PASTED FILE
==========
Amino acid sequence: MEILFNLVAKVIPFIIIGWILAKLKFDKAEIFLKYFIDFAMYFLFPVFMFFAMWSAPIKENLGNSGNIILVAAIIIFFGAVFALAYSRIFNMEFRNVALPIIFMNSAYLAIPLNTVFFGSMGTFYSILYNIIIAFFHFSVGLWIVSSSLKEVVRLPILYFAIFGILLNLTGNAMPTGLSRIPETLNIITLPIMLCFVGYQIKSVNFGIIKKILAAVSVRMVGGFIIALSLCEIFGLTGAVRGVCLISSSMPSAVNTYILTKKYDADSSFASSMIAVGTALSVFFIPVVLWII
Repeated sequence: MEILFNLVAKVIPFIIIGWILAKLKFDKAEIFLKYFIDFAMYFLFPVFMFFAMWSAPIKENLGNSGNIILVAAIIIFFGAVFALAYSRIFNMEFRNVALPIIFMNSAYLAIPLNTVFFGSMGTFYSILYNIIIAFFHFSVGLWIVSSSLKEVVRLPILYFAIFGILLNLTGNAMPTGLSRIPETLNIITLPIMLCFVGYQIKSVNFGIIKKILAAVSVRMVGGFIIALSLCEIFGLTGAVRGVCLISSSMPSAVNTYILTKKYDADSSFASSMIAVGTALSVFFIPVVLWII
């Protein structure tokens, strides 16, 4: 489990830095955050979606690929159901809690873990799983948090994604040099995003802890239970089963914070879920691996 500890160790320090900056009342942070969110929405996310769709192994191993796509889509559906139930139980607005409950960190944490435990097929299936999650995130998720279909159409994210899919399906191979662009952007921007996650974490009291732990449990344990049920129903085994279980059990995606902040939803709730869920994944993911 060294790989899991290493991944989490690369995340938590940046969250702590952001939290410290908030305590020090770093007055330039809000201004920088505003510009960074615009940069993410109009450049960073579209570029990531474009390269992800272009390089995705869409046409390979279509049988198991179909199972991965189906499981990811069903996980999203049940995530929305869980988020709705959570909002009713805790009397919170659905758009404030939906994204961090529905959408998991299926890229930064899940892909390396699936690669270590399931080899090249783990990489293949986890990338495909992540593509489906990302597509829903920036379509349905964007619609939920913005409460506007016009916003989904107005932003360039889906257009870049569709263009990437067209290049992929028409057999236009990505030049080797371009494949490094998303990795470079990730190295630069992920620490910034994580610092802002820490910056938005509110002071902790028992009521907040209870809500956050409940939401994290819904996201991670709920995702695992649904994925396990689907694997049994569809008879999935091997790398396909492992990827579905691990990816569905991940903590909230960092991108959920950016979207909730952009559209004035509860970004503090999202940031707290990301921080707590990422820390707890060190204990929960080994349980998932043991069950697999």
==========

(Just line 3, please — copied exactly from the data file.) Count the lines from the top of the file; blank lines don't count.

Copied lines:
């Protein structure tokens, strides 16, 4: 489990830095955050979606690929159901809690873990799983948090994604040099995003802890239970089963914070879920691996 500890160790320090900056009342942070969110929405996310769709192994191993796509889509559906139930139980607005409950960190944490435990097929299936999650995130998720279909159409994210899919399906191979662009952007921007996650974490009291732990449990344990049920129903085994279980059990995606902040939803709730869920994944993911 060294790989899991290493991944989490690369995340938590940046969250702590952001939290410290908030305590020090770093007055330039809000201004920088505003510009960074615009940069993410109009450049960073579209570029990531474009390269992800272009390089995705869409046409390979279509049988198991179909199972991965189906499981990811069903996980999203049940995530929305869980988020709705959570909002009713805790009397919170659905758009404030939906994204961090529905959408998991299926890229930064899940892909390396699936690669270590399931080899090249783990990489293949986890990338495909992540593509489906990302597509829903920036379509349905964007619609939920913005409460506007016009916003989904107005932003360039889906257009870049569709263009990437067209290049992929028409057999236009990505030049080797371009494949490094998303990795470079990730190295630069992920620490910034994580610092802002820490910056938005509110002071902790028992009521907040209870809500956050409940939401994290819904996201991670709920995702695992649904994925396990689907694997049994569809008879999935091997790398396909492992990827579905691990990816569905991940903590909230960092991108959920950016979207909730952009559209004035509860970004503090999202940031707290990301921080707590990422820390707890060190204990929960080994349980998932043991069950697999």